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U.S. Senator Mike Lee of Utah, Vice Chairman

Social Capital Project U.S. Senator Mike Lee of Utah

About the Project

The Social Capital Project is a multi-year research effort that will investigate the evolving nature, quality, and importance of our associational life. “Associational life” is our shorthand for the web of social relationships through which we pursue joint endeavors—namely, our families, our communities, our workplaces, and our religious congregations. These institutions are critical to forming our character and capacities, providing us with meaning and purpose, and for addressing the many challenges we face.


Is America in the middle of a loneliness epidemic?

Claims of rising loneliness are often part of a larger narrative about fraying social bonds in America. In this framing, loneliness is seen as one symptom among many of a larger set of problems.

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The Social Capital Project recently released a Social Capital Index covering every state and nearly every county in America. As we discussed in the accompanying report, states with high index values tend to be smaller than states with low values. Fully 56 percent of Americans live in the 40 percent of states with the lowest social capital values, while just 21 percent reside in the 40 percent of states with the highest values. In our report, population size had a negative correlation with both the state and county-level versions of our index (-0.34 and -0.15, respectively).
The Social Capital Project is pleased to provide new social capital index and subindex estimates for metropolitan and micropolitan areas (Core Based Statistical Areas, or CBSAs) and for commuting zones (CZs).
Social capital is almost surely an important factor driving many of our nation’s greatest successes and most serious challenges. Indeed, the withering of associational life is itself one of those challenges. Public policy solutions to such challenges are inherently elusive. But at present, policymakers and researchers lack the high-quality contemporary measures of social capital available at the state and local levels to even try proposing solutions that are attuned to associational life.

Nonmarital childbearing has increased dramatically in the United States. In 1960, roughly 5 percent of births were outside of marriage. Today, over 40 percent of children are born to single mothers. This trend is troubling, considering that children are on average at-risk for poorer outcomes when raised outside a married-parent home.1 As we explain in our recent report, Love, Marriage, and the Baby Carriage: The Rise in Unwed Childbearing, several factors contributed to the increase in nonmarital births. The most significant factors, however, have been the decline in “shotgun marriage” (unions occurring between a nonmarital conception and a birth) and the drop in marriage altogether.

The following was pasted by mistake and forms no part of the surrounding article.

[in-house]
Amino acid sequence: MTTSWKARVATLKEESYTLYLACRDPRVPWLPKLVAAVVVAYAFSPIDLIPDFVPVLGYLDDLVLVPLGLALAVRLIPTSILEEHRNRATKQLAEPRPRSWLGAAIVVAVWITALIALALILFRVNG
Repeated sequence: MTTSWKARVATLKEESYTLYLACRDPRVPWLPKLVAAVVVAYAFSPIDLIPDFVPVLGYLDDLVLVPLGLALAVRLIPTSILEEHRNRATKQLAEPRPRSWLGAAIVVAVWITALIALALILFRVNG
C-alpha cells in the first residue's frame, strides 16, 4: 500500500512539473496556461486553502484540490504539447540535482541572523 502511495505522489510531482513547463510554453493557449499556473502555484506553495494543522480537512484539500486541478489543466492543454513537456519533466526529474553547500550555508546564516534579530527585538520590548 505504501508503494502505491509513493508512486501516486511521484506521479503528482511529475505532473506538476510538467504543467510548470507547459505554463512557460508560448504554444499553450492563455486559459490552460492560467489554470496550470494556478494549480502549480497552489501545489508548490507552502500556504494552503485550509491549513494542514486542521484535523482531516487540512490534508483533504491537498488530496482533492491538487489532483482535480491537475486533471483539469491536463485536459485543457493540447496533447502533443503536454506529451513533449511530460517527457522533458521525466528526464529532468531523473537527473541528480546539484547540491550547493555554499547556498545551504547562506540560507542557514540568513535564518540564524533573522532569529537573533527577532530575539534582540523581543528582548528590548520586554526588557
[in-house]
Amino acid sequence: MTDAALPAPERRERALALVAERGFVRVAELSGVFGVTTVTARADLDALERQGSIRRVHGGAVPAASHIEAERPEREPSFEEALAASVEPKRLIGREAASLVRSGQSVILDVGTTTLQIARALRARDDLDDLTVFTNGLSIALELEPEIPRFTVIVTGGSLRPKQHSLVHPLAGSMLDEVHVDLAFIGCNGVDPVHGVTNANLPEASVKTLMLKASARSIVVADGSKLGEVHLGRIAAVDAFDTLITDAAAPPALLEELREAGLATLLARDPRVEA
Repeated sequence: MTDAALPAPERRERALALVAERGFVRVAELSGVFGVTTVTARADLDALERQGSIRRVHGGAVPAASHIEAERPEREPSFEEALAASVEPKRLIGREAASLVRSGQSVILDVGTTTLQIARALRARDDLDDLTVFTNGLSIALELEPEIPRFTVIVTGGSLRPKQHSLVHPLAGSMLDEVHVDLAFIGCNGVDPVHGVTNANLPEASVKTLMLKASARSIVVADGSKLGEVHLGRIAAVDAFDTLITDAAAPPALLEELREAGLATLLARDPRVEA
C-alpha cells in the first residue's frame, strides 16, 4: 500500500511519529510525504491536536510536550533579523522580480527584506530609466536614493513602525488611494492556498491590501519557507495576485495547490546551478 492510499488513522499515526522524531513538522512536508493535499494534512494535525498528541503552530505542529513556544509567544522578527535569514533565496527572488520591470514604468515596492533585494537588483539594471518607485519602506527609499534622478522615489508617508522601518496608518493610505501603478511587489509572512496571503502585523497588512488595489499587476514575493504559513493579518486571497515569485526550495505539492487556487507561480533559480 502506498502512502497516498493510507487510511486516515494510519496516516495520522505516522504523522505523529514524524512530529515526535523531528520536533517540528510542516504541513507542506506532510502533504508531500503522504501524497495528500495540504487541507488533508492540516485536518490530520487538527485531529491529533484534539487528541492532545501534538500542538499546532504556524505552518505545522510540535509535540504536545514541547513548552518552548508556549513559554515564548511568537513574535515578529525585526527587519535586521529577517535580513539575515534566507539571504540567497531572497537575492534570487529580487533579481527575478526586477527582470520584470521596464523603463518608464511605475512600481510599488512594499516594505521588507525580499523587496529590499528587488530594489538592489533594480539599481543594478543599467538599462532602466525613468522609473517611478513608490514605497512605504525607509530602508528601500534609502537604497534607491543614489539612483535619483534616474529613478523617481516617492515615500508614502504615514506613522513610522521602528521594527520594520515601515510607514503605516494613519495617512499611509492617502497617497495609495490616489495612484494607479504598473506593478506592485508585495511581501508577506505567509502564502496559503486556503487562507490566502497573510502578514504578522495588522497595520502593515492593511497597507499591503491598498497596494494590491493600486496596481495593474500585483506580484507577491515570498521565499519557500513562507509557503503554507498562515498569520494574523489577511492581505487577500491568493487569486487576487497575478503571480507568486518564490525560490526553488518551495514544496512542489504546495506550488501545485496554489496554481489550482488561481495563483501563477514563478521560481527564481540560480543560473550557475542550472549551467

Jan 03 2018

A Future Without Kin?

At the Joint Economic Committee’s hearing on social capital in America, Harvard political scientist Robert Putnam highlighted a looming problem that has flown under the policy radar. Many people know that we face a challenge of providing elder care for baby boomers. But what is less recognized, according to Putnam, is the burden that deficits of social capital in this generation will place on paid forms of care. The boomers “will almost certainly require substantially more paid eldercare per person than their parents’ generation.”

The most intimate and central form of associational life is the family—an institution with primary responsibility for nurturing children and transmitting values, knowledge, aspirations, and skills to subsequent generations. A healthy family life is the foundation for a healthy associational life. Children can overcome the negative consequences of being raised in unhappy or unstable families, but many start out the game of life already behind in crucial ways. More profoundly, weakened family life portends a diminished ability of a people to promote and nurture the civil society and pro-social norms that facilitate happiness and prosperity.

The American Enterprise Institute recently published a new report by Brad Wilcox and Wendy Wang that highlights the class divide in American marriage. As the authors explain, prior to the 1970s family life looked similar across socioeconomic levels, but today there are stark divides across class when it comes to marriage, divorce, and unwed childbearing.

In 2016, roughly 64,000 people died from drug overdoses, and opioids accounted for nearly two-thirds of those deaths. It is difficult to comprehend the full scope and magnitude of the opioids crisis, its causes, and its consequences—for families, communities, and workplaces. But better understanding the challenges it poses is a necessary first step to informed public policy. This report gathers an unprecedented amount of data on the opioids crisis.